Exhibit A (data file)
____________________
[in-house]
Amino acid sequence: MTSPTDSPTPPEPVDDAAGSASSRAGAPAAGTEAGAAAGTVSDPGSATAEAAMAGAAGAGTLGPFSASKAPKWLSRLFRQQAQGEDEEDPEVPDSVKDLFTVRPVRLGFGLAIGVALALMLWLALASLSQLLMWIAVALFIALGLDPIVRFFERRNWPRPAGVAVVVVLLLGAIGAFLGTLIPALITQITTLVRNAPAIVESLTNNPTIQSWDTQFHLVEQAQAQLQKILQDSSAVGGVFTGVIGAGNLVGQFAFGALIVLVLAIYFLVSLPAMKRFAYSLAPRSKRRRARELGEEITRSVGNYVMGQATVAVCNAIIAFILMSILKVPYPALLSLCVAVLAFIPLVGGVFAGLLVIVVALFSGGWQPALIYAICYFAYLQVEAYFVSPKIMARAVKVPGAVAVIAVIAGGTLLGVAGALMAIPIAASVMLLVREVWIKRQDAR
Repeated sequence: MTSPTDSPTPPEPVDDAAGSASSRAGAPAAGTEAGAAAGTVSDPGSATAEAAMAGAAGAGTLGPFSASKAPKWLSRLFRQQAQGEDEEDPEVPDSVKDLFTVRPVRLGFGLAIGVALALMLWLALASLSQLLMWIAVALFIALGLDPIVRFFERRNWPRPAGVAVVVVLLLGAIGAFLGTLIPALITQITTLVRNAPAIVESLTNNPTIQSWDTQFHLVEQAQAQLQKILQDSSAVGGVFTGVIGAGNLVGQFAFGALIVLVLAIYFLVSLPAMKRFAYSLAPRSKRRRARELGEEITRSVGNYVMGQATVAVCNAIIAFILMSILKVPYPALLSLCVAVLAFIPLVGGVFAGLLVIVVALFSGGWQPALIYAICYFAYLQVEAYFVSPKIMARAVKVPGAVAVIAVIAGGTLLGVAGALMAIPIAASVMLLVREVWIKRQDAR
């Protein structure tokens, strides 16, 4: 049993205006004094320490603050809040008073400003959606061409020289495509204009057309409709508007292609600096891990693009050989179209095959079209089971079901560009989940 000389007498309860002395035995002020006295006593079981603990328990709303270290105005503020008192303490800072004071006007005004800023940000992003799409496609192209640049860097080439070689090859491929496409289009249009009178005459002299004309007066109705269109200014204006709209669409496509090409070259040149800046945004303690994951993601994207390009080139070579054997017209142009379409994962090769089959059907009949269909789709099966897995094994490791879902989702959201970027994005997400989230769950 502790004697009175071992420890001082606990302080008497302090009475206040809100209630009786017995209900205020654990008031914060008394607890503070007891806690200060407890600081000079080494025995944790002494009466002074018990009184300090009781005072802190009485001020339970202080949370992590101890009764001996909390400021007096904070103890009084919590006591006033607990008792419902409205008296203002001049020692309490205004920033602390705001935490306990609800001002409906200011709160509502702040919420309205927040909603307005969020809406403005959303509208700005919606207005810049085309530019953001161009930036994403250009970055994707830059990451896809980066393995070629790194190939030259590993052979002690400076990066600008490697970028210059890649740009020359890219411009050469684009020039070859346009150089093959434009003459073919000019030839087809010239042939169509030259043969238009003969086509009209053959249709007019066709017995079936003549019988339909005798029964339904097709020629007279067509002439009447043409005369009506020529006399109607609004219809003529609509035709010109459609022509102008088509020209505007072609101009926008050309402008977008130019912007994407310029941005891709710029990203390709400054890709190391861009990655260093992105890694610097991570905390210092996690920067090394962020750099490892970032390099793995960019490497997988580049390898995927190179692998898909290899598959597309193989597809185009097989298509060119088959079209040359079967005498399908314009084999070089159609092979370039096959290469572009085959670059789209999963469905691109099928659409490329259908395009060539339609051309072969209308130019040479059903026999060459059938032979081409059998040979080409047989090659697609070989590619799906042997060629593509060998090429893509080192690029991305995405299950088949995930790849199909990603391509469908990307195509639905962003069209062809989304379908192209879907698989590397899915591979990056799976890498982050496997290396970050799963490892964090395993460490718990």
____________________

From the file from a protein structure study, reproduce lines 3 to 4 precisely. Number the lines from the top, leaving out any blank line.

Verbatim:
Repeated sequence: MTSPTDSPTPPEPVDDAAGSASSRAGAPAAGTEAGAAAGTVSDPGSATAEAAMAGAAGAGTLGPFSASKAPKWLSRLFRQQAQGEDEEDPEVPDSVKDLFTVRPVRLGFGLAIGVALALMLWLALASLSQLLMWIAVALFIALGLDPIVRFFERRNWPRPAGVAVVVVLLLGAIGAFLGTLIPALITQITTLVRNAPAIVESLTNNPTIQSWDTQFHLVEQAQAQLQKILQDSSAVGGVFTGVIGAGNLVGQFAFGALIVLVLAIYFLVSLPAMKRFAYSLAPRSKRRRARELGEEITRSVGNYVMGQATVAVCNAIIAFILMSILKVPYPALLSLCVAVLAFIPLVGGVFAGLLVIVVALFSGGWQPALIYAICYFAYLQVEAYFVSPKIMARAVKVPGAVAVIAVIAGGTLLGVAGALMAIPIAASVMLLVREVWIKRQDAR
């Protein structure tokens, strides 16, 4: 049993205006004094320490603050809040008073400003959606061409020289495509204009057309409709508007292609600096891990693009050989179209095959079209089971079901560009989940 000389007498309860002395035995002020006295006593079981603990328990709303270290105005503020008192303490800072004071006007005004800023940000992003799409496609192209640049860097080439070689090859491929496409289009249009009178005459002299004309007066109705269109200014204006709209669409496509090409070259040149800046945004303690994951993601994207390009080139070579054997017209142009379409994962090769089959059907009949269909789709099966897995094994490791879902989702959201970027994005997400989230769950 502790004697009175071992420890001082606990302080008497302090009475206040809100209630009786017995209900205020654990008031914060008394607890503070007891806690200060407890600081000079080494025995944790002494009466002074018990009184300090009781005072802190009485001020339970202080949370992590101890009764001996909390400021007096904070103890009084919590006591006033607990008792419902409205008296203002001049020692309490205004920033602390705001935490306990609800001002409906200011709160509502702040919420309205927040909603307005969020809406403005959303509208700005919606207005810049085309530019953001161009930036994403250009970055994707830059990451896809980066393995070629790194190939030259590993052979002690400076990066600008490697970028210059890649740009020359890219411009050469684009020039070859346009150089093959434009003459073919000019030839087809010239042939169509030259043969238009003969086509009209053959249709007019066709017995079936003549019988339909005798029964339904097709020629007279067509002439009447043409005369009506020529006399109607609004219809003529609509035709010109459609022509102008088509020209505007072609101009926008050309402008977008130019912007994407310029941005891709710029990203390709400054890709190391861009990655260093992105890694610097991570905390210092996690920067090394962020750099490892970032390099793995960019490497997988580049390898995927190179692998898909290899598959597309193989597809185009097989298509060119088959079209040359079967005498399908314009084999070089159609092979370039096959290469572009085959670059789209999963469905691109099928659409490329259908395009060539339609051309072969209308130019040479059903026999060459059938032979081409059998040979080409047989090659697609070989590619799906042997060629593509060998090429893509080192690029991305995405299950088949995930790849199909990603391509469908990307195509639905962003069209062809989304379908192209879907698989590397899915591979990056799976890498982050496997290396970050799963490892964090395993460490718990």